The Depths of the Personal

I have written on modern distortions of “personal relationship” in which “private” relationship is one of its corrupted meanings. I have also noted that, properly understood, “personal” always carries a meaning of “corporate” as well. To be in personal relationship with Christ necessarily means that I am in relationship with His Body, the Church. There is a mutual sharing of life – my life becomes Christ’s – His life becomes mine – and so forth. All of this means that what happens to one happens to all.

There are yet greater depths to the fullness of what is meant by a personal relationship, far more than I can begin to say here, or to say with much experience. But I will frame this depth by saying that when we speak of person in the language of the Church – then we have begun to speak in language which the Church first used and continues to use with regard to the three Persons of the Holy Trinity and the Personhood of Christ (in its teaching on the 2 natures). That is to say that when we speak of personhood, we are not speaking about something that we in fact immediately understand just because we are modern people.

This is one of the great fallacies contained in the popular preaching of “personal relationship with Christ.” There is enough truth in what is said in that preaching that I do not wish to say that it should not be preached. I use such language myself (generally with much explanation). Our modern world believes that it understands a great deal about personhood when, in fact, most of what it knows are only in the distortions of the individual as a private entity and the rights that might be associated with that.

The gift of personhood that we receive from God is intimately involved both with our being able to properly appropriate the fullness of our own human nature, as well as the means by which we are able to appropriate the divine (here it is the energies rather than the nature that we appropriate). This is to say, that personhood is the mode of existence which is given us in our relationship with Christ, through which the whole life of grace, our communion with God and one another, and our likening to God Himself, is made possible.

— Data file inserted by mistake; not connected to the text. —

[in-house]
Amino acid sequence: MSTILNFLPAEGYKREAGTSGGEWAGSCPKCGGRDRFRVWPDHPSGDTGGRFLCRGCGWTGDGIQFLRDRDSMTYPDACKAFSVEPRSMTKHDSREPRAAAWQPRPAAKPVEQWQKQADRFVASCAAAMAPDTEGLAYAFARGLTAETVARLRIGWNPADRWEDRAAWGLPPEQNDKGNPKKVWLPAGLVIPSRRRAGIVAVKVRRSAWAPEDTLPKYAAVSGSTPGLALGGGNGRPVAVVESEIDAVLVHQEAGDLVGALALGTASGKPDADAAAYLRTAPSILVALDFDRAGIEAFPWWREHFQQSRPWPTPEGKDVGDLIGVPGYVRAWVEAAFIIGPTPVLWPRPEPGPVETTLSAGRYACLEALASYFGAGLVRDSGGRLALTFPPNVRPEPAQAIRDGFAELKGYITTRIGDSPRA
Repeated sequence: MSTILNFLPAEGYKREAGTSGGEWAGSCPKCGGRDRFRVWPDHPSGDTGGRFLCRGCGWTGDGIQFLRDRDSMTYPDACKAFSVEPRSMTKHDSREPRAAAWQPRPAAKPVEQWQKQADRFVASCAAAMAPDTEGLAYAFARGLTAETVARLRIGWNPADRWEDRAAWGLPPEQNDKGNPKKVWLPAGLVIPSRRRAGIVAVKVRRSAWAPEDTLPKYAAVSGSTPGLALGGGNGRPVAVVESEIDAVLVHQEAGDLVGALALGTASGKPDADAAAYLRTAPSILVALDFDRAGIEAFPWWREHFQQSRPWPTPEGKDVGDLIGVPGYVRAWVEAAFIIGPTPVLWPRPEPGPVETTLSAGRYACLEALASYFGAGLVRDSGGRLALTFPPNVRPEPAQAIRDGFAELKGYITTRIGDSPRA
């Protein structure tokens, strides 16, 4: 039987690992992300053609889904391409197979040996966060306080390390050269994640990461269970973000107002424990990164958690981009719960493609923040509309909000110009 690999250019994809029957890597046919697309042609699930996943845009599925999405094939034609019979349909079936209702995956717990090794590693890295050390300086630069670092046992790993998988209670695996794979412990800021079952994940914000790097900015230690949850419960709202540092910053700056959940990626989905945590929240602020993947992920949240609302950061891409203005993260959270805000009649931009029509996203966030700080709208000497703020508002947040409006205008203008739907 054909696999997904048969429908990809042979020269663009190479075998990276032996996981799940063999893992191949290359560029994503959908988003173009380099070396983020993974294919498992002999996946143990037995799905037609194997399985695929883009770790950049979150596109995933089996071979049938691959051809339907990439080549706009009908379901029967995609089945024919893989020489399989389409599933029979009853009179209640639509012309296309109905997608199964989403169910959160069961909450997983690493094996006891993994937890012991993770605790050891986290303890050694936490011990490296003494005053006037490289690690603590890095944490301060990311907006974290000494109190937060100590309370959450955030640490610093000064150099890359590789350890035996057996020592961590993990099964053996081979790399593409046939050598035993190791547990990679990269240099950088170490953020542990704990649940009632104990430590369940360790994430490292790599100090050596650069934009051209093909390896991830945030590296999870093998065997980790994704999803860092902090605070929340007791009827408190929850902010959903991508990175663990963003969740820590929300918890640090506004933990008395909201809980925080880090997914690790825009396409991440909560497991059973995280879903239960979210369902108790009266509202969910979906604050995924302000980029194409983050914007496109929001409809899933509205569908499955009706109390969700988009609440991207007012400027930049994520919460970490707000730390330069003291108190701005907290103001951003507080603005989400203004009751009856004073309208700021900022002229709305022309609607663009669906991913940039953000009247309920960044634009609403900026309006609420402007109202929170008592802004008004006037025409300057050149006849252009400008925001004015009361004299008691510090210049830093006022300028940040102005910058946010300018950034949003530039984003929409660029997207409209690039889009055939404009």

In this I am abbreviating almost to the point of absurdity – but only to point to the greatness contained in the Church’s teaching on God’s gift of “personal relationship.” This is so much more than modern preaching either says and is certainly something which is utterly unknown to Evangelical thought. However, it is deeply and carefully taught, and lived, in the fullness of Orthodox life (particularly as evidenced in those lives to which we would point as examples of a rightly-lived Christian life).

That people everywhere should learn to call upon the name of Jesus for salvation is a joy to me. That they should come to know more and more what it means to call upon the name of Jesus for salvation is a ministry which God has set before us and with the fullness of Tradition that is given to us we should be utterly derelict in our responsibility should we not teach and preach this fullness.

May God teach us to live by grace through faith.

21 Responses to “The Depths of the Personal”

  1. Roger C Says:

    Most of the time when I hear people talking about a personal relationship with Jesus Christ, the antithesis of what they’re talking about is being in relationship only to His Body, but not to Him. While it may be impossible not to see Him in His Body, is it possible to be in a relationship only with His Body, but not with Him?

  2. Jeff Says: